There is probably no other topic on this planet that people find more confusing – and frustrating – as body fat, or more specifically how to get rid of it.
In this article we discover the truth about fat blasting, metabolism, and calorie burning. In the process, we’ll find out just how you can optimize what you’re doing to get rid of unwanted stored fat faster.
The Law of Energy Balance
We all need a specific amount of energy in order to maintain ourselves and keep a healthy weight. If the amount of energy that we take in consistently exceeds that amount, the extra will be stored as body fat. If the amount of energy is consistently lower than the required level, body fat will be tapped into in order to make up the shortfall and we will lose weight. This is known as the law of energy balance.
The key variable in the law of energy balance is the amount of energy that we consume. And that is something that each of us has total control over. You are the master of what goes into your mouth, which gives you the power to control your energy balance.
You are also in control of energy expended. You can increase the amount of energy expended through exercise. However, exercise alone is not the best way to lose weight. Studies show that while regular, vigorous exercise can induce weight loss in a controlled experiment, it isn’t such a successful strategy among people in the real world. Too often we make up for the extra energy expended by eating more food. Often, too, we simply don’t do enough exercise.
Research also indicates that exercise by itself leads to more weight loss in men than it does in women. For the best chance at long term fat loss, we need to combine regular exercise with some smart changes to the way that we eat.
Your Daily Energy Use
The amount of energy that you use daily is the sum total of:
- Your metabolic rate
- The amount of energy in calories that you use in processing and digesting food
- The amount of energy you burn during physical activity
The word metabolism refers to all the chemical processes involved in converting food into energy. The rate at which we do this is as known as the resting metabolic rate (RMR).
Exercise to Burn Fat
Physical exercise is the most important component of daily energy expenditure. As well as burning calories, it will provide you with a whole host of health benefits. Both normal daily activity and ‘workouts’ are important in maximizing the contribution of physical activity to total daily energy expenditure. But it is more structured exercise that really revs up the calorie burn by increasing the demand for energy significantly both during the session and afterwards, when the body uses additional energy to recover.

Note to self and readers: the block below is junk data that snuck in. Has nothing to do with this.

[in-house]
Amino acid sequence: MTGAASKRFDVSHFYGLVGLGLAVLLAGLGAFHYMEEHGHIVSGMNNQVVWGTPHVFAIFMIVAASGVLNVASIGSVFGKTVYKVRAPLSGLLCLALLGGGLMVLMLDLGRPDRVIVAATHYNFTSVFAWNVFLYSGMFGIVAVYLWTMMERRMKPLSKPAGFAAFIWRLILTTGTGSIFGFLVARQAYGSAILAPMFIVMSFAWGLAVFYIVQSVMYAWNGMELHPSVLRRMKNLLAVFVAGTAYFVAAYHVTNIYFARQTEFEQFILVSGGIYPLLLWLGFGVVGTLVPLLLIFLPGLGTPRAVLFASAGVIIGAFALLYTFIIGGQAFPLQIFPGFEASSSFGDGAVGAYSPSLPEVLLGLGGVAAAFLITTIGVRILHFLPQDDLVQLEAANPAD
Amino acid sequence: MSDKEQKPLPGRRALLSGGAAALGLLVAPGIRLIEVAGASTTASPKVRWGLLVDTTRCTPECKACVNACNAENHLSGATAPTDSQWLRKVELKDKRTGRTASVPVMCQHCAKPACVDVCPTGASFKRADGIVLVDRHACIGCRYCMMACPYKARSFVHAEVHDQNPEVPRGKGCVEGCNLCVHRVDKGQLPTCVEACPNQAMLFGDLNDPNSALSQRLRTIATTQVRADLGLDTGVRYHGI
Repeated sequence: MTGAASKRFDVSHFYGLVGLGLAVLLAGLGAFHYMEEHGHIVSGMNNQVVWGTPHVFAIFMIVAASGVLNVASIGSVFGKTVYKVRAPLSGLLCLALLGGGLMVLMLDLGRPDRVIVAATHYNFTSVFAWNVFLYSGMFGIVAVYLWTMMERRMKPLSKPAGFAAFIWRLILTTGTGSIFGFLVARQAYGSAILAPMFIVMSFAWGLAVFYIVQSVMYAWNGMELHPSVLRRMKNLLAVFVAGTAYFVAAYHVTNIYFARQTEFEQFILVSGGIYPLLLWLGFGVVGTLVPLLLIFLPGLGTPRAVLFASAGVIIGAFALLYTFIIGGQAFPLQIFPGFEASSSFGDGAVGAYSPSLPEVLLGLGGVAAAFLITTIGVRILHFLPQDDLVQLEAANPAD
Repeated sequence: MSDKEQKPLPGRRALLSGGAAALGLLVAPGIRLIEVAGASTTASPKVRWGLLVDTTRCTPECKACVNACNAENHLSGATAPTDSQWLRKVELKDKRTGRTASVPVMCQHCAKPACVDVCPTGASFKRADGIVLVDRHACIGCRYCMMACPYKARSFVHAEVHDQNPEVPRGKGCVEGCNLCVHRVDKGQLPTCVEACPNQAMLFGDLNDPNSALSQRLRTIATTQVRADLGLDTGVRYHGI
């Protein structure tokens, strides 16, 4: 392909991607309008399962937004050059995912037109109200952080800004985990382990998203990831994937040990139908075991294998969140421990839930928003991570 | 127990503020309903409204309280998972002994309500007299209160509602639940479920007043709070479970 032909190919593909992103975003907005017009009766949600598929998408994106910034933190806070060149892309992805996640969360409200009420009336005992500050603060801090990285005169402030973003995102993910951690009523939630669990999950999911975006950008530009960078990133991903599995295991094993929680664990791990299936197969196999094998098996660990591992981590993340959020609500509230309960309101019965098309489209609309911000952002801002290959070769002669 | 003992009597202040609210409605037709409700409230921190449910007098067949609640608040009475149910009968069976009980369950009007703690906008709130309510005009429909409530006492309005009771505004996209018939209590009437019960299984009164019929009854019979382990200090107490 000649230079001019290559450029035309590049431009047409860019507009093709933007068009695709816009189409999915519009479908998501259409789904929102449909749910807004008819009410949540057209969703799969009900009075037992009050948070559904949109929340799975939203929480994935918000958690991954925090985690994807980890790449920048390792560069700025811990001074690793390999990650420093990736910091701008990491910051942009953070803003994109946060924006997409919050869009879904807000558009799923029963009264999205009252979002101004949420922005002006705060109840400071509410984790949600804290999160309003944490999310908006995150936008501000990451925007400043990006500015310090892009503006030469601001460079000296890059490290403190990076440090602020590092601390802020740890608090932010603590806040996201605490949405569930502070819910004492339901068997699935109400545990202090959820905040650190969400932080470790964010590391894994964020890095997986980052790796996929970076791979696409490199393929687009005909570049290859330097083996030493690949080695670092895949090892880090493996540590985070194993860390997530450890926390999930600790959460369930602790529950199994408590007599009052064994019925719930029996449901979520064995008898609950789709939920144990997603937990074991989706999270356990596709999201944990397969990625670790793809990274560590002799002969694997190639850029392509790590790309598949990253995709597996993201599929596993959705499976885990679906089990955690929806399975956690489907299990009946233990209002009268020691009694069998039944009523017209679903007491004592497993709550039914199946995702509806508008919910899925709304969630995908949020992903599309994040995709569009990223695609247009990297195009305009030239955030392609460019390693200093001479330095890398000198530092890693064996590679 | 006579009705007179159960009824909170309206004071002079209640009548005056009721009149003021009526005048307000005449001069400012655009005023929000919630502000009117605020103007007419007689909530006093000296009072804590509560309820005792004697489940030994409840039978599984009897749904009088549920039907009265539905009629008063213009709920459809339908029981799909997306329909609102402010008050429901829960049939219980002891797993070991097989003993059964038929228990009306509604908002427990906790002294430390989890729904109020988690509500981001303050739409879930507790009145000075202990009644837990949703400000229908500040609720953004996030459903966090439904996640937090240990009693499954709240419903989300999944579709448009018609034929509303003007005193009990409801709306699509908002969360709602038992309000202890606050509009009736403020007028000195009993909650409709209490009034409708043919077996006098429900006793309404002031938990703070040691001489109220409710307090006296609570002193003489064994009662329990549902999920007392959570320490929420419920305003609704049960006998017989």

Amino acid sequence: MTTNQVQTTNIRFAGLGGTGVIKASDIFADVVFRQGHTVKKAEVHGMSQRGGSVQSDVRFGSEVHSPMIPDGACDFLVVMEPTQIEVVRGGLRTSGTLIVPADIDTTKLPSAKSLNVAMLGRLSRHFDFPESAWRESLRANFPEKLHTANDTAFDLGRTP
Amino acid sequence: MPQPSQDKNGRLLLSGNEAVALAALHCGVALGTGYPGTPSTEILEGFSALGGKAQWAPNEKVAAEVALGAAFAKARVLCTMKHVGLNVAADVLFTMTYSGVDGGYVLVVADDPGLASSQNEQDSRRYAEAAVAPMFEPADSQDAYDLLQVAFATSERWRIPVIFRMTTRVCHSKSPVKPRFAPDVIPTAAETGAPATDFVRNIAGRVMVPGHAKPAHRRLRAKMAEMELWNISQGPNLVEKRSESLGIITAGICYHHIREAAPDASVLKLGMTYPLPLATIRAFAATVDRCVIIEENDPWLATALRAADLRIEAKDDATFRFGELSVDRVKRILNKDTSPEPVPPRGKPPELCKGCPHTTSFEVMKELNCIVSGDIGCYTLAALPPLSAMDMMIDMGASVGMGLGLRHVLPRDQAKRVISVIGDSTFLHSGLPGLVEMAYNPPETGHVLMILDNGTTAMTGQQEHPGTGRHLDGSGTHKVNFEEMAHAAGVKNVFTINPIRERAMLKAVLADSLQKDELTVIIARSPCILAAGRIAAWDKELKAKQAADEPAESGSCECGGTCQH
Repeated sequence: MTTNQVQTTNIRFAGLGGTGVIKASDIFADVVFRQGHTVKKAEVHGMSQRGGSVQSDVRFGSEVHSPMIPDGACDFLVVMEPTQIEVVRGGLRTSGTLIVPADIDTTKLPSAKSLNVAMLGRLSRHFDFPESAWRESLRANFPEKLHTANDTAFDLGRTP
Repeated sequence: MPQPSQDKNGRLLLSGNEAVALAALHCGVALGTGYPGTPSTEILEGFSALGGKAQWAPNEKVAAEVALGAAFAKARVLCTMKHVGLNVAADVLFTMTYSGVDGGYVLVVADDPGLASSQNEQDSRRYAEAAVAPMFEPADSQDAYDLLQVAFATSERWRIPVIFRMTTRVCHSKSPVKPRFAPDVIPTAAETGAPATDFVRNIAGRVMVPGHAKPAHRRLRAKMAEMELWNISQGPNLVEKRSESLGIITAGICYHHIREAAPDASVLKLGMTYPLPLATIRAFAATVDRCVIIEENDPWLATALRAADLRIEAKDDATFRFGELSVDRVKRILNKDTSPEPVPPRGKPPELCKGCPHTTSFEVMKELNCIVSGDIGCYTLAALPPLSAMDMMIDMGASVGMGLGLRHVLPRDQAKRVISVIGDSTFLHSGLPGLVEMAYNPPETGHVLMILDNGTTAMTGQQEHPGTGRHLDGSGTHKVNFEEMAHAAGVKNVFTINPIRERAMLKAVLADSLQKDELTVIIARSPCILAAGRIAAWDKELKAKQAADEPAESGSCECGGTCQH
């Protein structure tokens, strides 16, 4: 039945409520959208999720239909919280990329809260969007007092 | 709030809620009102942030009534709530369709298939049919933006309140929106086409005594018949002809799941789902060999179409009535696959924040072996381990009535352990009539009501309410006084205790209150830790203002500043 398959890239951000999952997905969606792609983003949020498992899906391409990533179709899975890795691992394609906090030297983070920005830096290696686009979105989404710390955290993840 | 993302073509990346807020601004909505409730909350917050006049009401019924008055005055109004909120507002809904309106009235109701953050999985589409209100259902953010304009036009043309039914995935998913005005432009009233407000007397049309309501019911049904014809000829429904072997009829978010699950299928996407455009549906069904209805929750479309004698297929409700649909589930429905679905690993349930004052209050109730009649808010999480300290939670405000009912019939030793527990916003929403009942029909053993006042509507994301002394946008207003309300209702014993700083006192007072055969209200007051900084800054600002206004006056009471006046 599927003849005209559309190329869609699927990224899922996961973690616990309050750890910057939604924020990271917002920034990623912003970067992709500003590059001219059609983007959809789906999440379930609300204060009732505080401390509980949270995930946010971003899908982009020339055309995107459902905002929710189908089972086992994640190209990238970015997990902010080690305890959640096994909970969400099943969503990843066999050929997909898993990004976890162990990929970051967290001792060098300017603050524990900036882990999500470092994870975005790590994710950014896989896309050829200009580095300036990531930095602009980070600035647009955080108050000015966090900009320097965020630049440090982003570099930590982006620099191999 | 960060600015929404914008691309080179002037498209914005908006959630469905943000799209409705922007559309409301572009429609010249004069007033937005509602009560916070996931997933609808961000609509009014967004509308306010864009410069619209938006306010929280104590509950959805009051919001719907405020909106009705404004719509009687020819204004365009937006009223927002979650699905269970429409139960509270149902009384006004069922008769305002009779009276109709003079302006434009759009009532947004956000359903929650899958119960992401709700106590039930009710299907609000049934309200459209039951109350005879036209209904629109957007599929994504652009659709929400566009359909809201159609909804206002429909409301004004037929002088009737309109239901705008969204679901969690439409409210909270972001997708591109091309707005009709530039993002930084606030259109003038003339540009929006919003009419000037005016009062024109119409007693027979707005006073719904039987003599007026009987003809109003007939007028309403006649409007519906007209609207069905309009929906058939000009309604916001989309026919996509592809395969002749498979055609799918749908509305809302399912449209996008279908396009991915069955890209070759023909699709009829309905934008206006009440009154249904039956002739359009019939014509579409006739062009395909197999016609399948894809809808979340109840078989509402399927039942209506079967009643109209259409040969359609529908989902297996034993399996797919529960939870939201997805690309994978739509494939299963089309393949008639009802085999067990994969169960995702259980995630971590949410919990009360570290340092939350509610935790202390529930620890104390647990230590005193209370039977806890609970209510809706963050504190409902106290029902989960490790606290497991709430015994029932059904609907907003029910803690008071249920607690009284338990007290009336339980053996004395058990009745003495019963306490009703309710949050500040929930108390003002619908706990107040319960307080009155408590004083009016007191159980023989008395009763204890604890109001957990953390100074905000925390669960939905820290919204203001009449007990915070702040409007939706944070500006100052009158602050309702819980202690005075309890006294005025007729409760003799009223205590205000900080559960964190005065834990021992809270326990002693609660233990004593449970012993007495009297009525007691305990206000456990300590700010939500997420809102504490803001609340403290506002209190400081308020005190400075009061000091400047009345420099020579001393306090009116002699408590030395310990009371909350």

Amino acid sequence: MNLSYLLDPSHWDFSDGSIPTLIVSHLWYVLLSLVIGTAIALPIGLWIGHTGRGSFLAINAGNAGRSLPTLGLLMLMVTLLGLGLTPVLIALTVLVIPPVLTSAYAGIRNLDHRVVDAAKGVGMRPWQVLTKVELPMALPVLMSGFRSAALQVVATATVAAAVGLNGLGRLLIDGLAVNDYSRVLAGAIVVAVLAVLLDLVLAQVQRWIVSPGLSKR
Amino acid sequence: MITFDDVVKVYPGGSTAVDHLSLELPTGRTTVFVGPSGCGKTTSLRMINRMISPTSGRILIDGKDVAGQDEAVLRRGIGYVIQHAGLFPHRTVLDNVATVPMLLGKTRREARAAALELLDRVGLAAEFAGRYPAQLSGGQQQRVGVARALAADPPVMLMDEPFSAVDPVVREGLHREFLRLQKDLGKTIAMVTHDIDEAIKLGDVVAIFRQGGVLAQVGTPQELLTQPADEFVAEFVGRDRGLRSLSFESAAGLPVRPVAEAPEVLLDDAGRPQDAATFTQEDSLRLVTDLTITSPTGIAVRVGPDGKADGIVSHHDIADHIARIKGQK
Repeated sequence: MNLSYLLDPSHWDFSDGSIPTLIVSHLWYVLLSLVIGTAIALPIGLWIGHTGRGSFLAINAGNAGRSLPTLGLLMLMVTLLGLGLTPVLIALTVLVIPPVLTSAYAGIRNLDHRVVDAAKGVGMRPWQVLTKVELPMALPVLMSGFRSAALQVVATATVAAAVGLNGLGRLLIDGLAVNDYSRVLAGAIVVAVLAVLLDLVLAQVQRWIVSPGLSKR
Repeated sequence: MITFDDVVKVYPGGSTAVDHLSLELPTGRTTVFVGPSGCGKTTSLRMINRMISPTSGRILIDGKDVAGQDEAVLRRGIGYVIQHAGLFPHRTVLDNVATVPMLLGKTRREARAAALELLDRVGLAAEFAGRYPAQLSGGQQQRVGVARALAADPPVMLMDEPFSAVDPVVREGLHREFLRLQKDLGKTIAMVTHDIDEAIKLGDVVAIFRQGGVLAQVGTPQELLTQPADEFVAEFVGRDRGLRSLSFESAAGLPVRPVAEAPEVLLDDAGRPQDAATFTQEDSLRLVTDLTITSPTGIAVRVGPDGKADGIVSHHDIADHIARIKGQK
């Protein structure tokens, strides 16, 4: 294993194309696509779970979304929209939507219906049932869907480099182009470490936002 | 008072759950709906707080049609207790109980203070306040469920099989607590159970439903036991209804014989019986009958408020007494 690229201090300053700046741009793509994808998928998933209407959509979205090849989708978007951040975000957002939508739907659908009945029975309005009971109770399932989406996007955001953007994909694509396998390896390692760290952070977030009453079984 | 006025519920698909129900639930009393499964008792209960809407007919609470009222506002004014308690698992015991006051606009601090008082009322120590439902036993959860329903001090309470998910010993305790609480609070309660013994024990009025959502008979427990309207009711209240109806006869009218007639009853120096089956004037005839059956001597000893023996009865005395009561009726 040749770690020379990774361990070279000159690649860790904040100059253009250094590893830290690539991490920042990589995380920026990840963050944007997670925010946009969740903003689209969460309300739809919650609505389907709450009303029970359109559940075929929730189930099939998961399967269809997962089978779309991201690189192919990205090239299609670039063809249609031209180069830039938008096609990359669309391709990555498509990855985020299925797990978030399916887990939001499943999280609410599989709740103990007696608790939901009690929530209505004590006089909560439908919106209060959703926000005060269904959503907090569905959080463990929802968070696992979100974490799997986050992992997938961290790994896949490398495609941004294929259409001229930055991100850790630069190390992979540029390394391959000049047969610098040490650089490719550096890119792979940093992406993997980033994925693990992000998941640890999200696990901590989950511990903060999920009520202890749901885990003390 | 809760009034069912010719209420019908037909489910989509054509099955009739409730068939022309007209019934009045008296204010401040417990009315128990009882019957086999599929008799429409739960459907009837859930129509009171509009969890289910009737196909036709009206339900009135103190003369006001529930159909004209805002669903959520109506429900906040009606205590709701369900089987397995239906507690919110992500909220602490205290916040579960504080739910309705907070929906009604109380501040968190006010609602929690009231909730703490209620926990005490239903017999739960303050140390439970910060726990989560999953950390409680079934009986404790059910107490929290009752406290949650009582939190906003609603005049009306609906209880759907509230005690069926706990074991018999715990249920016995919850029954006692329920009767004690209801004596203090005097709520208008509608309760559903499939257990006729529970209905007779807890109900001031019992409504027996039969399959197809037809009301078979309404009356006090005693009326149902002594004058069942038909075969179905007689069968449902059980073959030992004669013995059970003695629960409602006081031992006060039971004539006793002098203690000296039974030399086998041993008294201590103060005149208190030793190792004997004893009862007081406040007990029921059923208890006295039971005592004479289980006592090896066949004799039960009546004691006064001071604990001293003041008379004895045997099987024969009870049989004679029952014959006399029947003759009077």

Vigorous exercise, such as a spinning class, can increase your metabolic rate by six to ten times the resting rate. When you consider that a 130-pound woman burns roughly 60 calories an hour at rest, you can see what an impact a 49 minute run at nine-minute mile pace would have in total daily energy expenditure. The woman would burn an extra 450 calories, a 34% increase.
The great thing about exercise is what is known as the after burn effect or, more precisely ‘excess post-exercise oxygen consumption (EPOC). This describes the amount of oxygen used over and above baseline levels in getting the body back to normal after a workout. The even better news is that the after burn effect is almost totally filled from stored body fat!
The size of the after burn effect is determined by the type, duration and intensity of the exercise that you choose. Exercise at greater than 75% of maximum capacity has a significantly greater effect than lower intensity exercise. You will not get a great deal of EPOC from low intensity exercise, because you haven’t used up much glucose and it is the replenishment of glucose stores which is one of the most energy hungry processes.
However, we need to keep the EPOC effect in perspective. You won’t be able to burn off a bad diet with it. You will be able to burn between 50 and 200 calories following a typical high-intensity workout. For example, a study in Medicine and Science in Sport & Exercise found that 45 minutes of resistance training elevated the metabolism for two hours afterwards, resulting in an additional expenditure of 155 calories.
Eating to Beat Fat